Sexual Favors in Media Work

The disgusting case of Harvey Weinstein's decades long history of bullying, pestering, abusing and thereby controlling (young) women in the US film industry is, as the fabulous Emma Thompson and other media workers have testified to, the tip of the iceberg of sexual harassment and abuse of power by (old, white) men at the top of the pyramid of the media industries toward (young, male and female) workers trying to get a break. It is important to realize that this is not just an element of toxic masculinity - it a direct consequence of the way media work is managed and organized.

Ten years ago I wrote about this in my book Media Work on the ways in which media professionals 'make it work' in the games, news, advertising, film and television industries. Below is a snipped specific to this issue. Looking back, I realize I should have spent much more time and space to articulating the complexity of gender dynamics and power relationships across all these industries, which tend to be run and organized and financed by old white men yet at the bottom end overpopulated by eager and exploitable young men and (primarily) women, creating a perfect breeding ground for predators such as Weinstein and a culture of mutual dependency that makes people keep their mouth shut instead of speaking out and risking losing all chances for future employment.

Excerpt from Media Work:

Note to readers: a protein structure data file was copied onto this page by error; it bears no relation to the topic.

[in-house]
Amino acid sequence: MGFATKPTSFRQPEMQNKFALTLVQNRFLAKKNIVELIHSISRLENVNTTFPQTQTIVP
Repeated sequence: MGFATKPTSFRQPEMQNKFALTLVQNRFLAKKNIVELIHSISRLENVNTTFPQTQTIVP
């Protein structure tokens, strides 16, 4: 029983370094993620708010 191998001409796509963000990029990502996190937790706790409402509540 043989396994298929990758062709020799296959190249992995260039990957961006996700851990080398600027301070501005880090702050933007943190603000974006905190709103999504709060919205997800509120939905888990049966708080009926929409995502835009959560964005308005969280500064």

Thomas Borcherding and Darren Filson suggest that the risky, project-based, extremely uncertain yet completely hit-driven nature of the business “creates an environment that can lead to exchanges of sexual favors of newcomers” (2000, p.26), hinting at the so-called ‘casting couch’ problem of alleged sexual exploitation of young men and women entering the movie industry. 

The authors however conclude that with the breakup of the large studio-system and the death of long-term contracts tying certain employees to these companies, their power to make or break the careers of newcomers has diminished. However, as there are many more people wanting to get in to the film and television business than that there are jobs available, tension runs high in finding, keeping and consolidating jobs and, ultimately, a career. 

Scattered evidence from recent lawsuits in the entertainment industry (such as a long-running case in the U.S. ending in February 2006 against the writers of the popular television series Friends), suggest that the courts are sympathetic to arguments from industry lawyers that because of the particular nature of media work a pervasive sexual atmosphere can be necessary for the creative process of producing adult entertainment in general, and comedy in particular.

Helen Blair is among those who warn against both an overtly romantic view of the glamorous nature of working in film and television, as well as against the notion that in these industries everything is unpredictable and uncertain. Blair(2001) considers the film and television industries to be in a state of “precarious stability.” 

The End of the University (or a New Beginning)

after reading about the current protests across the University of California system, and the ongoing commercialization and corporatization of higher education (as exemplified by top-down hierarchical decision-making practices focused on the "bottom-line" and the domination of managerial speak in bureaucratic rhetoric on education, such as: "efficiency", "results", "return on investment", and so on) - and considering my own research on the precarity of work in contemporary liquid modernity (especially in the creative industries, but evidently across all industry sectors), I'd like to share a few thoughts on the end or possibly a new beginning of the university.